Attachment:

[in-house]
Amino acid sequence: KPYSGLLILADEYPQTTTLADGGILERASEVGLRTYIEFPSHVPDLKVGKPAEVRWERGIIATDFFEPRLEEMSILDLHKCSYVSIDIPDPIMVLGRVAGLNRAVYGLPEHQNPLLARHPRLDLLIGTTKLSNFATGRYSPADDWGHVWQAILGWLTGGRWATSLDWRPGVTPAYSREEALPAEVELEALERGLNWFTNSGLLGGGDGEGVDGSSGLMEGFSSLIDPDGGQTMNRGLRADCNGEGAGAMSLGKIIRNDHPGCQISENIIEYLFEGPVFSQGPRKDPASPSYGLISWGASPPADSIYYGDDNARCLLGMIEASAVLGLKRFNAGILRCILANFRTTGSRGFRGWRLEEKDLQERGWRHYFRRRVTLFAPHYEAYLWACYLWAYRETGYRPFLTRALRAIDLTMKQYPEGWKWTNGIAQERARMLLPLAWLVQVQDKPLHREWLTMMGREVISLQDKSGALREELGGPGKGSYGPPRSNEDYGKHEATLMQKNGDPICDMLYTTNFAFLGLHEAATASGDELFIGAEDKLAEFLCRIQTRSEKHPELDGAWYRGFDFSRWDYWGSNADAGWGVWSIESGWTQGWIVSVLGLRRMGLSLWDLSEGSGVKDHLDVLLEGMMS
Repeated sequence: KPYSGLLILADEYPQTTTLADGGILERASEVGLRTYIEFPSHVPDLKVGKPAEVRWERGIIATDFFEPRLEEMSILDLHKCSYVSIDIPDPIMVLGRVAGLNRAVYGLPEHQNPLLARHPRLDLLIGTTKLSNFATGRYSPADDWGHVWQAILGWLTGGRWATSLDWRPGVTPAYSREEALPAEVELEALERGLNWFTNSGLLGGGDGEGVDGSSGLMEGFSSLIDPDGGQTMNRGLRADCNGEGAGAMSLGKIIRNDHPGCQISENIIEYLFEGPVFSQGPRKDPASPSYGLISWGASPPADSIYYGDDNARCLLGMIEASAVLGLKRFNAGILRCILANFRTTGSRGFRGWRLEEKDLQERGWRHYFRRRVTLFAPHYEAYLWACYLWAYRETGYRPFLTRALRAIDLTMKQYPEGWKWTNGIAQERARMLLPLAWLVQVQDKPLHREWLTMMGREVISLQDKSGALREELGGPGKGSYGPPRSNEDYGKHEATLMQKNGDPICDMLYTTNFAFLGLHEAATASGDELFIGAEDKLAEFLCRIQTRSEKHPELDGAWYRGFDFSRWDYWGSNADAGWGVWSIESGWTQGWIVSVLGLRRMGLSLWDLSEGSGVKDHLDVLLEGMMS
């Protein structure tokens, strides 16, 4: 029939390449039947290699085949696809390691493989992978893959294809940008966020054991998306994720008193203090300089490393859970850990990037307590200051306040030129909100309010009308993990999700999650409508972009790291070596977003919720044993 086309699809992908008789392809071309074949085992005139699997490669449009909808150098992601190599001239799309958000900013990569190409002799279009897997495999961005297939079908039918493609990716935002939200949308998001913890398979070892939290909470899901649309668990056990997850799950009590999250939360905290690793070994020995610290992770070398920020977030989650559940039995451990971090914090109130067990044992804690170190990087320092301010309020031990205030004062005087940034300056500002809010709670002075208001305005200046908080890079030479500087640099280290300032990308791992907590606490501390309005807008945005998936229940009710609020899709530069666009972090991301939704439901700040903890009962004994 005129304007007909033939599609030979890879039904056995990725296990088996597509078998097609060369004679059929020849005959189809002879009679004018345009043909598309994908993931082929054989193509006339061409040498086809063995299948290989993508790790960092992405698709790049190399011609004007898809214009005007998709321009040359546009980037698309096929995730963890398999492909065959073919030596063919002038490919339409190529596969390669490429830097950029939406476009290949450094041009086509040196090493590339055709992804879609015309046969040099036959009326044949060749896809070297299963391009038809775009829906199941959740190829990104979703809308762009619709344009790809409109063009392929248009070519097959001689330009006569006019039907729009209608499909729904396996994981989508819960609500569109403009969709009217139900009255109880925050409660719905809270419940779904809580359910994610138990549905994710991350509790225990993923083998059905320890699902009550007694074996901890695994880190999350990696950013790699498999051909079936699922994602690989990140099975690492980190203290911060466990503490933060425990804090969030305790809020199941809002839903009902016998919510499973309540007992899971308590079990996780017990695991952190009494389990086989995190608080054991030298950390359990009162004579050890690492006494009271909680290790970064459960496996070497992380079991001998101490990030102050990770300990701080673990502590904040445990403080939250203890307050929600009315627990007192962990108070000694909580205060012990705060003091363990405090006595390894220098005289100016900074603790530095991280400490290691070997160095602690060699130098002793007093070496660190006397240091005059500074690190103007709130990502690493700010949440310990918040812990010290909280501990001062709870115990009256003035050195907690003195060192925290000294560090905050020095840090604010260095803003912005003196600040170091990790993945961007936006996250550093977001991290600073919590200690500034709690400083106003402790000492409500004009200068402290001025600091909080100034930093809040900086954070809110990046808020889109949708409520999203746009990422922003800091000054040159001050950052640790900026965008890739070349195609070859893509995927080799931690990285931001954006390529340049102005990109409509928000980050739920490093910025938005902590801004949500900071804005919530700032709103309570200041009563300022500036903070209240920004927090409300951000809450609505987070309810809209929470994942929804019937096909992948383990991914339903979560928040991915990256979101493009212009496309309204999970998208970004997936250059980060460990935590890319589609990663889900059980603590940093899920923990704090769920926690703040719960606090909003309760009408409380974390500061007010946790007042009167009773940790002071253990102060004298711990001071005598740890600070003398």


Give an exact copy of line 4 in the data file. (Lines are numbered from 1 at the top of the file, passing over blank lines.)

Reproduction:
């Protein structure tokens, strides 16, 4: 029939390449039947290699085949696809390691493989992978893959294809940008966020054991998306994720008193203090300089490393859970850990990037307590200051306040030129909100309010009308993990999700999650409508972009790291070596977003919720044993 086309699809992908008789392809071309074949085992005139699997490669449009909808150098992601190599001239799309958000900013990569190409002799279009897997495999961005297939079908039918493609990716935002939200949308998001913890398979070892939290909470899901649309668990056990997850799950009590999250939360905290690793070994020995610290992770070398920020977030989650559940039995451990971090914090109130067990044992804690170190990087320092301010309020031990205030004062005087940034300056500002809010709670002075208001305005200046908080890079030479500087640099280290300032990308791992907590606490501390309005807008945005998936229940009710609020899709530069666009972090991301939704439901700040903890009962004994 005129304007007909033939599609030979890879039904056995990725296990088996597509078998097609060369004679059929020849005959189809002879009679004018345009043909598309994908993931082929054989193509006339061409040498086809063995299948290989993508790790960092992405698709790049190399011609004007898809214009005007998709321009040359546009980037698309096929995730963890398999492909065959073919030596063919002038490919339409190529596969390669490429830097950029939406476009290949450094041009086509040196090493590339055709992804879609015309046969040099036959009326044949060749896809070297299963391009038809775009829906199941959740190829990104979703809308762009619709344009790809409109063009392929248009070519097959001689330009006569006019039907729009209608499909729904396996994981989508819960609500569109403009969709009217139900009255109880925050409660719905809270419940779904809580359910994610138990549905994710991350509790225990993923083998059905320890699902009550007694074996901890695994880190999350990696950013790699498999051909079936699922994602690989990140099975690492980190203290911060466990503490933060425990804090969030305790809020199941809002839903009902016998919510499973309540007992899971308590079990996780017990695991952190009494389990086989995190608080054991030298950390359990009162004579050890690492006494009271909680290790970064459960496996070497992380079991001998101490990030102050990770300990701080673990502590904040445990403080939250203890307050929600009315627990007192962990108070000694909580205060012990705060003091363990405090006595390894220098005289100016900074603790530095991280400490290691070997160095602690060699130098002793007093070496660190006397240091005059500074690190103007709130990502690493700010949440310990918040812990010290909280501990001062709870115990009256003035050195907690003195060192925290000294560090905050020095840090604010260095803003912005003196600040170091990790993945961007936006996250550093977001991290600073919590200690500034709690400083106003402790000492409500004009200068402290001025600091909080100034930093809040900086954070809110990046808020889109949708409520999203746009990422922003800091000054040159001050950052640790900026965008890739070349195609070859893509995927080799931690990285931001954006390529340049102005990109409509928000980050739920490093910025938005902590801004949500900071804005919530700032709103309570200041009563300022500036903070209240920004927090409300951000809450609505987070309810809209929470994942929804019937096909992948383990991914339903979560928040991915990256979101493009212009496309309204999970998208970004997936250059980060460990935590890319589609990663889900059980603590940093899920923990704090769920926690703040719960606090909003309760009408409380974390500061007010946790007042009167009773940790002071253990102060004298711990001071005598740890600070003398």